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Chicago Arts Scene Commentary

for the Week of May 7, 2001

Theater Review:



Canadian playwright Michael Healey’s gracious whisper of a play, The Drawer Boy, now on the Steppenwolf mainstage, would not have struck such a moving emotional chord had exquisitely intuitive actors like Frank Galati and John Mahoney not chosen to play the leads. This quiet, humor-tinged drama about two bachelor farmers faced with reclaiming their damaged lives through truthful storytelling feels too "paint-by-numbers" to elicit the kind of wrenching response it aims to evoke.

Most structurally problematic is the well-worn device of a pampered urbanite bungling his way through the rigors of farm life. When Miles, a young actor from an experimental theater troupe in Toronto, decides to spend time baling hay and milking cows as part of his research for a play about rural Canada, he overhears a story that opens up fragile memories for these two aging farmers. Johnny Galecki injects the proper amount of wonder and sensitivity into what amounts to a paper-thin role.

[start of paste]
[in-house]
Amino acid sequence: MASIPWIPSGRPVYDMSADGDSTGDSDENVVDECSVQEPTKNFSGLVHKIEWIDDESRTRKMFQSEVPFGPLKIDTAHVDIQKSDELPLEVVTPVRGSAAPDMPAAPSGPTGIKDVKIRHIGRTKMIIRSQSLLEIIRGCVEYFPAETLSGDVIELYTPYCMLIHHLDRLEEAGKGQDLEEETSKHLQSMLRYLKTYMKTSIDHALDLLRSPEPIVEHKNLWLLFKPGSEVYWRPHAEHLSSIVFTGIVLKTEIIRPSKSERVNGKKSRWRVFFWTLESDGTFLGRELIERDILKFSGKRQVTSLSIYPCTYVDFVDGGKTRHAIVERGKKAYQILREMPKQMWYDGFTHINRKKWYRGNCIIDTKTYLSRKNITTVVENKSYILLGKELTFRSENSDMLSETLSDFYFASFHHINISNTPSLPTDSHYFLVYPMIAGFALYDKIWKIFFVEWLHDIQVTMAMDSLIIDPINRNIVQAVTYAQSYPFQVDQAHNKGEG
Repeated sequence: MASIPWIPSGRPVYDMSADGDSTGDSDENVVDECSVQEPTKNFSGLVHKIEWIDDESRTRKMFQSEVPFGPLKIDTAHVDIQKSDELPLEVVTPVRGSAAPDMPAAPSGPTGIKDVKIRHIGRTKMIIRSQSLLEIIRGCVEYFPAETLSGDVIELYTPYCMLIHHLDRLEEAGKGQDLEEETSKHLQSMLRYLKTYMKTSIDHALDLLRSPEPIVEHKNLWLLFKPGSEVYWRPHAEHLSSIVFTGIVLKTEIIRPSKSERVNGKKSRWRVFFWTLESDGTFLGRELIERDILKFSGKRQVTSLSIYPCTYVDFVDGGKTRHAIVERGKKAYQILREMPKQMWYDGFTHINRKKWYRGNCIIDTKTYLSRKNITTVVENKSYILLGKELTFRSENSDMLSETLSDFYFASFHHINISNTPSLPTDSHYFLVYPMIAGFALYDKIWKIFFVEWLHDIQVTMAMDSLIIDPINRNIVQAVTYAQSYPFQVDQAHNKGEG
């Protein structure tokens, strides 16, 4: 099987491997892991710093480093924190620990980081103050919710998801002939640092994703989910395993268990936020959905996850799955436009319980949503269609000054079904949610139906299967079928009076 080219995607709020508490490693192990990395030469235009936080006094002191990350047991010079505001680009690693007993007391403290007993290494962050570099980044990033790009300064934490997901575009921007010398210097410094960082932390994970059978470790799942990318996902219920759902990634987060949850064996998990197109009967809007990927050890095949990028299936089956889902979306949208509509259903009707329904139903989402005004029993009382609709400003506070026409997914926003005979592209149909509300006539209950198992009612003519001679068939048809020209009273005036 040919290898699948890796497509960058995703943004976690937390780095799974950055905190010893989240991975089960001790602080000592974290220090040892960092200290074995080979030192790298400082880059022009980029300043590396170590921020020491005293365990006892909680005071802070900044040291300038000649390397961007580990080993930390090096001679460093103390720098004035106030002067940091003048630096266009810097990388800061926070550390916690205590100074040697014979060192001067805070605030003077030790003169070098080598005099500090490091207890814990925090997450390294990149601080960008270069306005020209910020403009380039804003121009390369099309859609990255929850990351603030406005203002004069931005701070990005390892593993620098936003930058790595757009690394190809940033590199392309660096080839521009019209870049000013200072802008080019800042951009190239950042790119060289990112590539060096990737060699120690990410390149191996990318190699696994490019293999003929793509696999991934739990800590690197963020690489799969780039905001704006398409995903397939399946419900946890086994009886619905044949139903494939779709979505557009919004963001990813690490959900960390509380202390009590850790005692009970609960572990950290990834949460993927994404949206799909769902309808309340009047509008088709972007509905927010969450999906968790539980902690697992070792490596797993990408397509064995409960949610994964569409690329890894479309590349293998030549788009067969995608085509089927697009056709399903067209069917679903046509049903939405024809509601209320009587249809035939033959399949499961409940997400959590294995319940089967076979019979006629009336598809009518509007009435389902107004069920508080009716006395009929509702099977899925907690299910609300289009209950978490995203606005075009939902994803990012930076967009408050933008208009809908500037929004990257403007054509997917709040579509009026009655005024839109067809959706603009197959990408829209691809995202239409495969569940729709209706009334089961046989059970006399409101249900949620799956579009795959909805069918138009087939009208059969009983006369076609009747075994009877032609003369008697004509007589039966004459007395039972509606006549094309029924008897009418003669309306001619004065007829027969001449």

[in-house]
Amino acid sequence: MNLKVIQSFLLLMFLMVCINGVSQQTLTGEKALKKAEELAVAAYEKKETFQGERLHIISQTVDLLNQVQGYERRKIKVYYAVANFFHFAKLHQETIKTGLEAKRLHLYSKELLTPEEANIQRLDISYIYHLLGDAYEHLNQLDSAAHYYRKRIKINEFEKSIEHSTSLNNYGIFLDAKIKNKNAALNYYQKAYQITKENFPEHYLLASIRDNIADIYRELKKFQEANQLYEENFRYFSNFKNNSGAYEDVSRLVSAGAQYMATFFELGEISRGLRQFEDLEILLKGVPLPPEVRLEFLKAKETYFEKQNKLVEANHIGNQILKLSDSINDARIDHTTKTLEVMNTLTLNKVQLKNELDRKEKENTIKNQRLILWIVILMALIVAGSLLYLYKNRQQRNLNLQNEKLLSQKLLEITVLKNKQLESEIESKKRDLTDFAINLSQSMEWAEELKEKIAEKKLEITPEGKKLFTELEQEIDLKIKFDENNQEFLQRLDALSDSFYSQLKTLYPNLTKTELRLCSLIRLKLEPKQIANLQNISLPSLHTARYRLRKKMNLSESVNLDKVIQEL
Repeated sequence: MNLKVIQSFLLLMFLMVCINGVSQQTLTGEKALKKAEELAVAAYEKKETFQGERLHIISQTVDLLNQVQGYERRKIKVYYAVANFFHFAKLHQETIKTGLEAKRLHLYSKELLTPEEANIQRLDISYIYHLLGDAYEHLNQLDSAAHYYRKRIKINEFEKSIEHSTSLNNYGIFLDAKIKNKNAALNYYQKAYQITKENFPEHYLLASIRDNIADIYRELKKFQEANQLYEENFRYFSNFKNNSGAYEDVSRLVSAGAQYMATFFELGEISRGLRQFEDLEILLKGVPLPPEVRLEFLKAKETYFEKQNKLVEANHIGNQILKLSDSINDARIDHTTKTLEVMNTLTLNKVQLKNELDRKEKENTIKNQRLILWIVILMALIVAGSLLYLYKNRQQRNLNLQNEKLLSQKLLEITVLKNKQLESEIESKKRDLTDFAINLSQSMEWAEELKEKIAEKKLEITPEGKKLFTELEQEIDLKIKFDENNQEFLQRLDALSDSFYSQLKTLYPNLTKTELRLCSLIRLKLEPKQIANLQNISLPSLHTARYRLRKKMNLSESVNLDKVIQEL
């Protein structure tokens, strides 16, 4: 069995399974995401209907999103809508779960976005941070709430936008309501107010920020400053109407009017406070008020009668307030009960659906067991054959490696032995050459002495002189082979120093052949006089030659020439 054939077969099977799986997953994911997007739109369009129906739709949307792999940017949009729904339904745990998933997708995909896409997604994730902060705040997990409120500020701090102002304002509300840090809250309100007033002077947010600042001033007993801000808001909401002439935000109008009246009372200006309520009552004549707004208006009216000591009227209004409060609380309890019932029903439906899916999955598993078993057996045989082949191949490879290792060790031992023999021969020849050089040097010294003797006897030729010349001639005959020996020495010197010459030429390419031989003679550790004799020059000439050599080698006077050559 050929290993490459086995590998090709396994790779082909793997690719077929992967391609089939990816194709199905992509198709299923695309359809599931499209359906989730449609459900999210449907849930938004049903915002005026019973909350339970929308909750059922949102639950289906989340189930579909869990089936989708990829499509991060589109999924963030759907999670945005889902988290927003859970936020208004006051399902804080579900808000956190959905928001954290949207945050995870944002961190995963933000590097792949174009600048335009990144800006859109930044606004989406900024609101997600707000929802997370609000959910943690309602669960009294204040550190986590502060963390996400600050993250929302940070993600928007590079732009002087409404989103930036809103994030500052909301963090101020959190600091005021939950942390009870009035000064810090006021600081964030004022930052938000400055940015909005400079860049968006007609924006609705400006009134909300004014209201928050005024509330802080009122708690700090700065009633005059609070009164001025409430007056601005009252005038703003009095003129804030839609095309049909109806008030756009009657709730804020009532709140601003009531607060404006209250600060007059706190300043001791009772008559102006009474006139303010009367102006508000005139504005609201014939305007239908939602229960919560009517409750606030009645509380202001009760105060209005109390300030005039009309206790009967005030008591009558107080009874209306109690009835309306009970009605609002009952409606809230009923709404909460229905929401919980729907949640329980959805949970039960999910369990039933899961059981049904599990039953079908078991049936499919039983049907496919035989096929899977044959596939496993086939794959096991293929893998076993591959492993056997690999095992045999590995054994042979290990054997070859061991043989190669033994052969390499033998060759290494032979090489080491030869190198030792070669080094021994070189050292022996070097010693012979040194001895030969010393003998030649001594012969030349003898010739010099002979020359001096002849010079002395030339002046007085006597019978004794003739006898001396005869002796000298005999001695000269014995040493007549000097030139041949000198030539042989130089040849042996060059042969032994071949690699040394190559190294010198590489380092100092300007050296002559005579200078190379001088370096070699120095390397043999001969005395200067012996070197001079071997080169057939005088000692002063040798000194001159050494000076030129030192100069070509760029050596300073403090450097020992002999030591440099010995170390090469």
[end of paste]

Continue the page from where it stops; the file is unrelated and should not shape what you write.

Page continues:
Angus (Frank Galati in an almost beatific performance) suffered brain damage from shrapnel wounds during World War II, annihilating his short-term memory. He is cared for by the gruff Morgan (an imperceptibly luminous reading by John Mahoney), who must constantly remind Angus of tasks he finished only seconds earlier. Yet the burly Angus is a math wiz who loves to count the stars.

The play’s title refers to Angus’ pre-war talent for drawing blueprints. While stationed in England, the two young men planned to marry two British women and build a house back in Canada together. But Angus’ accident detonated their dreams for a happy existence.

"The Drawer Boy" raises provocative questions about the malleable nature of memory; and how the lies one may craft to appease a loved one can resurface in an irretrievably tragic manner. But, because the playwright devotes so much attention to this abstract notion of self-manufactured stories and memory, he fails to forge a convincing dramatic arc. The character of Miles is never fully integrated into these men’s lives. His touchy-feely inquiries (the play is set in 1972) and cartoonish tractor mishaps rob the play of its aching emotional eloquence.

Director Anna D. Shapiro infuses this potentially insightful but half-realized play with a transcendent sense of rhythm. Her production is well worth experiencing if only to witness Galati and Mahoney deliver performances of compelling contrapuntal force. •

"The Drawer Boy" runs through June 10 at Steppenwolf Theatre, 1650 N. Halsted. Tickets: $35-$45. Call 312-335-1650.

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